Travelfish
Travelfish

And yet all that "pedagogy" has failed to raise test scores. Which brings us to the demand for real reform.

Travelfish
Travelfish

The union's reported political expenditures are only the tip of the iceberg.

dg417s
dg417s

@Bitcoined You know what, you're right. I'm anti-it's-failed-for-the-last-decade-and-a-half-reform. Why should I, or any sane person, be in favor of the failed policies. Heck, the measures they want to use to show student growth are based on cow birth predictions. I am proud to be a member of NEA and GAE. What's wrong with teachers speaking with one voice to say that we do indeed know what students need more than crooked politicians or well-intentioned individuals who haven't stepped foot in a classroom since they graduated and don't know the pedagogy necessary to truly teach students.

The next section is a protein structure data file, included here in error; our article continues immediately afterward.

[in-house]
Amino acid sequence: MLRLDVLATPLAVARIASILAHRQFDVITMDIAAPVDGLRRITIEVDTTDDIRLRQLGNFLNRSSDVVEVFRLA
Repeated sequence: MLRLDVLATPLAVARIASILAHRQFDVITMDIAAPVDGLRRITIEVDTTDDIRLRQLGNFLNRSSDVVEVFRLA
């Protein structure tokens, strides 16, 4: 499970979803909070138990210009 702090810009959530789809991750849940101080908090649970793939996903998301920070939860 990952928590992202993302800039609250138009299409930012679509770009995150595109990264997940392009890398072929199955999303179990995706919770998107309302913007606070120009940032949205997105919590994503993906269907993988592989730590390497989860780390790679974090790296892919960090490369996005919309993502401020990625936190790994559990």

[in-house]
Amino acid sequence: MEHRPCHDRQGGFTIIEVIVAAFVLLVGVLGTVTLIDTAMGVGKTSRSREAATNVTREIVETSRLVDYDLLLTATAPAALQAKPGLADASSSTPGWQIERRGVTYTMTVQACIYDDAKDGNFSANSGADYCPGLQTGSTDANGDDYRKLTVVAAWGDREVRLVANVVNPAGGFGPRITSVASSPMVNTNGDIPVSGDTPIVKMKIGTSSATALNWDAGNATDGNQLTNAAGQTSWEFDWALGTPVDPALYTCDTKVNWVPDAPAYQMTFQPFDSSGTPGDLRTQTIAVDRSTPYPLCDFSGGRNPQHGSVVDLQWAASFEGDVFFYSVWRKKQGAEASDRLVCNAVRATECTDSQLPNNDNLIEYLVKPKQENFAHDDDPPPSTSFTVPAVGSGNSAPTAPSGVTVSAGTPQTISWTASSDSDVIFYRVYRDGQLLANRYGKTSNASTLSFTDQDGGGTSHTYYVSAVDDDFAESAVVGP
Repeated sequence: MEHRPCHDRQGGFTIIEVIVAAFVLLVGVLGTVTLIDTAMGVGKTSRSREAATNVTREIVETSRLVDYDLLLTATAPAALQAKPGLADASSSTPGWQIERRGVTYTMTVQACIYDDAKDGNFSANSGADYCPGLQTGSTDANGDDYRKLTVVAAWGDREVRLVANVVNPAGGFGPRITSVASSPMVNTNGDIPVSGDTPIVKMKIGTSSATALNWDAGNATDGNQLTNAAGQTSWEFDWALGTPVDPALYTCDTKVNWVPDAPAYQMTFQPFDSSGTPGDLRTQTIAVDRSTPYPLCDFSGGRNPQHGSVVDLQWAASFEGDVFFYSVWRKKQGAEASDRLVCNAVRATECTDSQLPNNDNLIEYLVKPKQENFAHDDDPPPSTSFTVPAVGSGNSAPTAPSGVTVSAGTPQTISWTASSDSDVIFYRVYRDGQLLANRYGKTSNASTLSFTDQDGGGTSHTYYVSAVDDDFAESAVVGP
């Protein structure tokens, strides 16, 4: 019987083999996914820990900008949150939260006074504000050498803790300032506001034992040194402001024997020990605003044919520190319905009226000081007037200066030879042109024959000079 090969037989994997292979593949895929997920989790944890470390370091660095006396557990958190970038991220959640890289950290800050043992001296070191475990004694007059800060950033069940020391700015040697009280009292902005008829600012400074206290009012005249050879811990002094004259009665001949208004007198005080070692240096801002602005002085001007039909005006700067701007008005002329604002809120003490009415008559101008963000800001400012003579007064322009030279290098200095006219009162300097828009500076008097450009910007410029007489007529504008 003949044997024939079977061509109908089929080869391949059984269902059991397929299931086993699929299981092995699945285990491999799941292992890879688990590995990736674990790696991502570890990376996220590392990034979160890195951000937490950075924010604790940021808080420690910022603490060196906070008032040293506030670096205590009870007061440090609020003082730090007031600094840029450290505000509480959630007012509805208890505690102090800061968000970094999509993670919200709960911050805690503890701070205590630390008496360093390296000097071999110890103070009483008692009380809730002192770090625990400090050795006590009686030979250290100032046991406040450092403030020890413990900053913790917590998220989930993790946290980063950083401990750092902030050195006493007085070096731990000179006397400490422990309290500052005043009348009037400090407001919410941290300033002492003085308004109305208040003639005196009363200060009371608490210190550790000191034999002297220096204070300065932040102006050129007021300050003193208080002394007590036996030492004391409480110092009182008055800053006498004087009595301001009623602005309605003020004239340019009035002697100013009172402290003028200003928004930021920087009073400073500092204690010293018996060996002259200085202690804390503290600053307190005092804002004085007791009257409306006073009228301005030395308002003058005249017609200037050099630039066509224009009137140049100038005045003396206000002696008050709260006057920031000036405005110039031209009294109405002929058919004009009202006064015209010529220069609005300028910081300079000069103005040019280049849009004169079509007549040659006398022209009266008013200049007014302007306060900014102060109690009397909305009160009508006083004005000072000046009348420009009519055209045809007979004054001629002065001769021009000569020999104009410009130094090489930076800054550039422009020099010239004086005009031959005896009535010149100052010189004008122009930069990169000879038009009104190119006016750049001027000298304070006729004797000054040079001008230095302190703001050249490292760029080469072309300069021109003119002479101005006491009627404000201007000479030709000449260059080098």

dg417s
dg417s

@Travelfish Why should you fear the unity of educators? Are you afraid of teachers?

cyadra
cyadra

So where is Georgia going to get all of its new teachers when a bunch of good teachers leave the state or retire because they are tired of this BS? It is bad enough they are threatening to cap salaries and do away with the state pay structure and level of education. I have a 100% graduation rate and over 90% pass rate for the GMAS/EOCT test I give every year, and even though I have no worries about merit pay, I feel for others who are forced to teach in situations where students really don't care if they pass or not. Those students will be the ones to drive teachers out.